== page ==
Conference Coverage

Binge eating in ADHD may not be impulsivity-related



The disinhibited binge eating style often seen in individuals with high ADHD symptoms is attributable to a heightened neural reward response to food rather than to the impulsivity that’s a core feature of ADHD, Elizabeth Martin, MSc, reported at the virtual congress of the European College of Neuropsychopharmacology.

She presented a functional MRI brain-imaging study designed to help pin down the mechanism involved in the disordered eating patterns that often accompany ADHD.

“Determining the underlying mechanism between binge eating and ADHD may be helpful in developing novel therapies for both ADHD and binge eating disorder. Our research suggests that further investigation of the role of altered reward processing in ADHD may be an avenue for this,” said Ms. Martin, a doctoral researcher in the department of psychology at the University of Birmingham (England).

She and her coinvestigators recruited 31 university student volunteers with high ADHD symptoms as evidenced by their mean score of 29.3 on the 0-54 Conners’ Adult ADHD Rating Scale, and 27 others with low ADHD symptoms and a mean Conners’ score of 6.8. The two groups didn’t differ in age or BMI. However, not surprisingly, the high-ADHD group exhibited greater impulsivity, with a mean score of 72 on the Barratt Impulsiveness Scale, versus 56.5 in the low ADHD group.

A battery of eating disorder scales was applied to assess participants in terms of binge/disinhibited or restrictive eating patterns. The high- and low–ADHD symptom groups didn’t differ in terms of prevalence of a restrictive eating style, which was low, but the high-ADHD participants scored on average roughly 50% higher on the binge/disinhibited eating style measure, compared with the low-ADHD group.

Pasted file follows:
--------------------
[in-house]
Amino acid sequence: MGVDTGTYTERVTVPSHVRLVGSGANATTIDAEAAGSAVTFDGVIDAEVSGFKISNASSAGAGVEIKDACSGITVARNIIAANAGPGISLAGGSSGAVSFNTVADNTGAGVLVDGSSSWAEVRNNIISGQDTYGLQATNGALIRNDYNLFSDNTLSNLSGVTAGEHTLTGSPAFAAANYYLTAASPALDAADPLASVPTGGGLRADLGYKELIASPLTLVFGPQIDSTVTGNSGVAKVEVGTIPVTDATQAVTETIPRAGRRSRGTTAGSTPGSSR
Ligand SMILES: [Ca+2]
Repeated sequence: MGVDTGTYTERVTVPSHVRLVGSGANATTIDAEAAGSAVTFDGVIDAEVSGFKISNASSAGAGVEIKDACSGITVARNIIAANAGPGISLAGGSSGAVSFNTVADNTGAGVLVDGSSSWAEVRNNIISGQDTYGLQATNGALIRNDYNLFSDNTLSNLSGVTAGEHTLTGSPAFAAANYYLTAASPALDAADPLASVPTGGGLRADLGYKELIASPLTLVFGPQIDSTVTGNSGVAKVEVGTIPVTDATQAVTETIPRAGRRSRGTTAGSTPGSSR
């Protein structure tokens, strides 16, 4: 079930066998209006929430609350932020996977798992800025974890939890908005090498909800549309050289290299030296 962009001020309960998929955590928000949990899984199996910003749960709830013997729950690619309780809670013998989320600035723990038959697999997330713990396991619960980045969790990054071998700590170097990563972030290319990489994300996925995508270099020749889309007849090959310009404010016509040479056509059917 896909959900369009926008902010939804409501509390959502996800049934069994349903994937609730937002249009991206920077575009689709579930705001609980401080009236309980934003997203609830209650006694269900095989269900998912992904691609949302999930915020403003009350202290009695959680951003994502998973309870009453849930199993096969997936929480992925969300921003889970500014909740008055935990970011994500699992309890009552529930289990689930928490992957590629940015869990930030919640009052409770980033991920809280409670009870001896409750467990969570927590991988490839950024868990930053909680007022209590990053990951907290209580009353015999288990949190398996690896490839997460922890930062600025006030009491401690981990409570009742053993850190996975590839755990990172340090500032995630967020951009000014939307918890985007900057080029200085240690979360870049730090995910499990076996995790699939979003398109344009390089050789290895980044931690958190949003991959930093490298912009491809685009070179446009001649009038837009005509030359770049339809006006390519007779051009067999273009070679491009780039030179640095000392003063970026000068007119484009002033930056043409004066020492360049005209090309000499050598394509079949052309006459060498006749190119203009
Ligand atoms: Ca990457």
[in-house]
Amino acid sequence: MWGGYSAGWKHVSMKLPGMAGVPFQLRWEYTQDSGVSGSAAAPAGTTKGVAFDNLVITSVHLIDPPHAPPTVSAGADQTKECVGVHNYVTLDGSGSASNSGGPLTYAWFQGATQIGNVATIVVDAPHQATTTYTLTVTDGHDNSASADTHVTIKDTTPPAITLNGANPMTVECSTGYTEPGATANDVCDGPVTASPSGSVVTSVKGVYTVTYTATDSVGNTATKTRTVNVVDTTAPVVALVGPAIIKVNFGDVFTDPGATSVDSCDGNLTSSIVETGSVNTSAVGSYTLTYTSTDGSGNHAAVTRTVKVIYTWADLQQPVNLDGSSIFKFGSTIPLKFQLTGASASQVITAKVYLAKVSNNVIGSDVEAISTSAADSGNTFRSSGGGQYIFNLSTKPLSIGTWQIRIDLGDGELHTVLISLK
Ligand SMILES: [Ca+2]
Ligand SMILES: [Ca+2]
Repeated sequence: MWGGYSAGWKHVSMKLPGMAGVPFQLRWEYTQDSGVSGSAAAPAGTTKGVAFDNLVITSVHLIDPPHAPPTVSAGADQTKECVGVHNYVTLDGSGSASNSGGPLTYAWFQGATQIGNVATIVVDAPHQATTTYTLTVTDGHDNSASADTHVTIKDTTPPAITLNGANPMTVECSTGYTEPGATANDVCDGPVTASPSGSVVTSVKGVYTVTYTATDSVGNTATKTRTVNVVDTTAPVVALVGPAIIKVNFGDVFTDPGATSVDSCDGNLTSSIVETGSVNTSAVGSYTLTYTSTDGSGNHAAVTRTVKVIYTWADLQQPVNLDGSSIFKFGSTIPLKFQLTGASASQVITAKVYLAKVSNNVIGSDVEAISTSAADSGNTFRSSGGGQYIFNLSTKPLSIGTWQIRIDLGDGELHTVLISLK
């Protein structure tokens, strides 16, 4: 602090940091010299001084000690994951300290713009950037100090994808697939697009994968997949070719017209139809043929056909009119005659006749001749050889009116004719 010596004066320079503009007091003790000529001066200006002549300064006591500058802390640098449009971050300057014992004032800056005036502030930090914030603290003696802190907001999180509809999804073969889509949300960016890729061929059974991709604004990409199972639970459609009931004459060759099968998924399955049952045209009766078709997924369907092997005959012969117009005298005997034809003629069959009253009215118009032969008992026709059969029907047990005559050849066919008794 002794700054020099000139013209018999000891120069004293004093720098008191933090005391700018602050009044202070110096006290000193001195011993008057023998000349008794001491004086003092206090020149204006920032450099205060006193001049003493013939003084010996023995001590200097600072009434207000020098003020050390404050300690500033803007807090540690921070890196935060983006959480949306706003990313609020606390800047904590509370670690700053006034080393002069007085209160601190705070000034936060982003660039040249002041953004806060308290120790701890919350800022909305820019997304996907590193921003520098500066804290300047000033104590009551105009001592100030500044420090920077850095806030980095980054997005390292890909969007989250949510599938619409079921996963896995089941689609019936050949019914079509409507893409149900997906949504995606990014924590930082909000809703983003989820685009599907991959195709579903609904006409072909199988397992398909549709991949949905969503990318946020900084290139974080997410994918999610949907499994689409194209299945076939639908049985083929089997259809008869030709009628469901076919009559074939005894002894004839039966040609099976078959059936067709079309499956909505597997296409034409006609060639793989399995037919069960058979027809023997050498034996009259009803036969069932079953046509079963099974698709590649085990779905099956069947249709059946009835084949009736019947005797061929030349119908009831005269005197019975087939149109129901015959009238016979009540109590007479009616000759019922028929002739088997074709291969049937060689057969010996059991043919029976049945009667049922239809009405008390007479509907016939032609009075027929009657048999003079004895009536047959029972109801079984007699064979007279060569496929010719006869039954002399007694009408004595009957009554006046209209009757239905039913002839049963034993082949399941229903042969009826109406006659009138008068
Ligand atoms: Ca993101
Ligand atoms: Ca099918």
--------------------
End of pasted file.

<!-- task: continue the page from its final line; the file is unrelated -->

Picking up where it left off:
Each study participant underwent a 1-hour BOLD (blood oxygen level dependent) functional MRI scan while performing two sets of tasks. One task entailed quickly looking at 120 photos of food items and an equal number of nonfood items and rating how appealing the pictures were. The other challenge was what psychologists call a go/no-go task, a computerized cognitive test used to assess inhibitory control based upon reaction times and error rates.

On the go/no-go task, there were no between-group differences in rates of errors of omission or commission or reaction time. Moreover, the MRI results indicated there were no between-group differences in neural circuitry activation during this task. The investigators therefore concluded that the tendency toward binge eating in the high–ADHD symptoms group was not tied to greater impulsivity as reflected in less effective inhibitory processes.

The food picture rating task told a different story. The MRIs demonstrated increased responses to food versus nonfood images in the high-ADHD subjects, compared with the low-ADHD subjects in reward-related brain areas, including the ventromedial prefrontal cortex, caudate nucleus, and ventral tegmental area.

“This is the first evidence that ADHD symptoms in young adults are associated with enhanced neural activation in key reward-related brain areas in response to viewing food pictures,” according to Ms. Martin. “This suggests that enhanced responsiveness to food cues may be a mediating mechanism underlying overeating in ADHD.”

Of note, only one drug – lisdexamfetamine dimesylate (Vyvanse) is Food and Drug Administration-approved for the treatment of both ADHD and binge-eating disorder.

“Until now it’s been unclear how lisdexamfetamine dimesylate reduces binge eating, but our results suggest that one mechanism worthy of further investigation is the potential effect of the drug on food reward processes,” Ms. Martin said.

She reported having no financial conflicts regarding the study, which was supported by university funding.

SOURCE: Martin E. ECNP 2020. Abstr. P.041.

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